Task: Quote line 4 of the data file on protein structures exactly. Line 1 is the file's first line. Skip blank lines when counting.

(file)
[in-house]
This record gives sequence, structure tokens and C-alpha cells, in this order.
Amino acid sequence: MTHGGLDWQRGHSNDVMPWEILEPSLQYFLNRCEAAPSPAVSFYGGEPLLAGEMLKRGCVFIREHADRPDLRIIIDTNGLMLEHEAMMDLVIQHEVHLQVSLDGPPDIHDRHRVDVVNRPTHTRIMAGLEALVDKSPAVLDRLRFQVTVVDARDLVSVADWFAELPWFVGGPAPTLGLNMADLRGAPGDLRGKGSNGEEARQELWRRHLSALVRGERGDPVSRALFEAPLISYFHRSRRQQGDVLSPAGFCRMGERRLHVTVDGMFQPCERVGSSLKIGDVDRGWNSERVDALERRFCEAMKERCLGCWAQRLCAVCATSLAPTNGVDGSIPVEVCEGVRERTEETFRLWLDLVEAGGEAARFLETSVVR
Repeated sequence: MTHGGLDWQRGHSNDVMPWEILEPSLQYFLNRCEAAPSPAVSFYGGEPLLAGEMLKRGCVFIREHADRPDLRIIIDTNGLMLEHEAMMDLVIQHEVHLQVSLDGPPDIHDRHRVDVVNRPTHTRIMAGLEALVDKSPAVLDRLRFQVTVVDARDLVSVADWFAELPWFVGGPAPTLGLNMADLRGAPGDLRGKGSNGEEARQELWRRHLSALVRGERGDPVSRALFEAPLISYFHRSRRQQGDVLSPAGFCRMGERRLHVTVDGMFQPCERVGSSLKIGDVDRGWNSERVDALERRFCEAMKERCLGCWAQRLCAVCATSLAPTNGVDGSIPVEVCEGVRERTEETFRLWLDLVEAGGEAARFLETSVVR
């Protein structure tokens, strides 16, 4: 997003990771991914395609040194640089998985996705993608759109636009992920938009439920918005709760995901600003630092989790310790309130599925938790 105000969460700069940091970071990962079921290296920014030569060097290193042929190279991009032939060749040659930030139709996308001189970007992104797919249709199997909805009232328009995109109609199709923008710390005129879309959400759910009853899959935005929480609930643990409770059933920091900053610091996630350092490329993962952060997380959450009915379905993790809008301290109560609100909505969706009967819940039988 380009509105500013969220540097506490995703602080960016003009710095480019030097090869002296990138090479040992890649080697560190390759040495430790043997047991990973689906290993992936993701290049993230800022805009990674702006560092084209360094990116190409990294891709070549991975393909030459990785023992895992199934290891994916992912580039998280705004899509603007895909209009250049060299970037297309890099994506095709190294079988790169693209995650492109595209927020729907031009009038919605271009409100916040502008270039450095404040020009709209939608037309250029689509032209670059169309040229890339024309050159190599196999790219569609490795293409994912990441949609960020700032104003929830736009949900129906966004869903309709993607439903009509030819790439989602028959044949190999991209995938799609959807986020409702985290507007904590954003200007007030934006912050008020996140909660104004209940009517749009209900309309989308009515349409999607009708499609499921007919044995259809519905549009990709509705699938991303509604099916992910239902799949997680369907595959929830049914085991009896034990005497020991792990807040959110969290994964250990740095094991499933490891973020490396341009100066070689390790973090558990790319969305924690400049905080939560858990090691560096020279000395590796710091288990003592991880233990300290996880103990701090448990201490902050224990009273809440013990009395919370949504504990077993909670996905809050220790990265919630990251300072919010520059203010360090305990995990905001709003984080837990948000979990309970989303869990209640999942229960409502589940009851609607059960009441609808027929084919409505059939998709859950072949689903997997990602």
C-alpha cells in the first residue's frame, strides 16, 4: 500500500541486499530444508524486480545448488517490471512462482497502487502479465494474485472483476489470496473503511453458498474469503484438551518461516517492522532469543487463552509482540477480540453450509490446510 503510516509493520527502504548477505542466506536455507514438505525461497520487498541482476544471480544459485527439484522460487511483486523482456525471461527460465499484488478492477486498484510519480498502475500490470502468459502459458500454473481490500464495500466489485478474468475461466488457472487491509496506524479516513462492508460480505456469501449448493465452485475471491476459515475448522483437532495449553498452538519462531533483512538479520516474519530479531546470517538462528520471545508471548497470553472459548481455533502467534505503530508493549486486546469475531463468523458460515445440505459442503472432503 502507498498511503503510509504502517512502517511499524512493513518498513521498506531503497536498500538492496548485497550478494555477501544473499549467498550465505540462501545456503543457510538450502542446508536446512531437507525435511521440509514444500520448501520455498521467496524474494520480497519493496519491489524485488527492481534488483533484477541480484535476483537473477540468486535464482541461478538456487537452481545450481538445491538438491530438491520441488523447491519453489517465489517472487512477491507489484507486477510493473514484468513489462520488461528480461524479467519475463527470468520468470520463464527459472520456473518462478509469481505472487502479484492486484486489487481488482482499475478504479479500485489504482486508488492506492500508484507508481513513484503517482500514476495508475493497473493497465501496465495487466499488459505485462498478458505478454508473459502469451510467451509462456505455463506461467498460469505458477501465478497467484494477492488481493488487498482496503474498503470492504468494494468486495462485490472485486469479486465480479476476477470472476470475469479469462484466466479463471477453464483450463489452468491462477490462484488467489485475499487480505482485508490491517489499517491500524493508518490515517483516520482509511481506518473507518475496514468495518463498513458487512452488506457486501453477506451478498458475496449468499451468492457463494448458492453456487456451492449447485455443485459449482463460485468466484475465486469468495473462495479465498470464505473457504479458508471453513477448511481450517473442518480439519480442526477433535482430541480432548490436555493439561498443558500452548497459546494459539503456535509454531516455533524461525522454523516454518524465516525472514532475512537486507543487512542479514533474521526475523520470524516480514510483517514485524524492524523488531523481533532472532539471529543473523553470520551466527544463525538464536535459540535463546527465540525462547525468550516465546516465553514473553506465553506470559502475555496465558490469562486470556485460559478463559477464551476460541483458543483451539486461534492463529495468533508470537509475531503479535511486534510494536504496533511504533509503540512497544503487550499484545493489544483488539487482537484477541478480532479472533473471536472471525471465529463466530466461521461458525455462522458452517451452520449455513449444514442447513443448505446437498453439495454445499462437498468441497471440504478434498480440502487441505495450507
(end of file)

Repeated sequence: MTHGGLDWQRGHSNDVMPWEILEPSLQYFLNRCEAAPSPAVSFYGGEPLLAGEMLKRGCVFIREHADRPDLRIIIDTNGLMLEHEAMMDLVIQHEVHLQVSLDGPPDIHDRHRVDVVNRPTHTRIMAGLEALVDKSPAVLDRLRFQVTVVDARDLVSVADWFAELPWFVGGPAPTLGLNMADLRGAPGDLRGKGSNGEEARQELWRRHLSALVRGERGDPVSRALFEAPLISYFHRSRRQQGDVLSPAGFCRMGERRLHVTVDGMFQPCERVGSSLKIGDVDRGWNSERVDALERRFCEAMKERCLGCWAQRLCAVCATSLAPTNGVDGSIPVEVCEGVRERTEETFRLWLDLVEAGGEAARFLETSVVR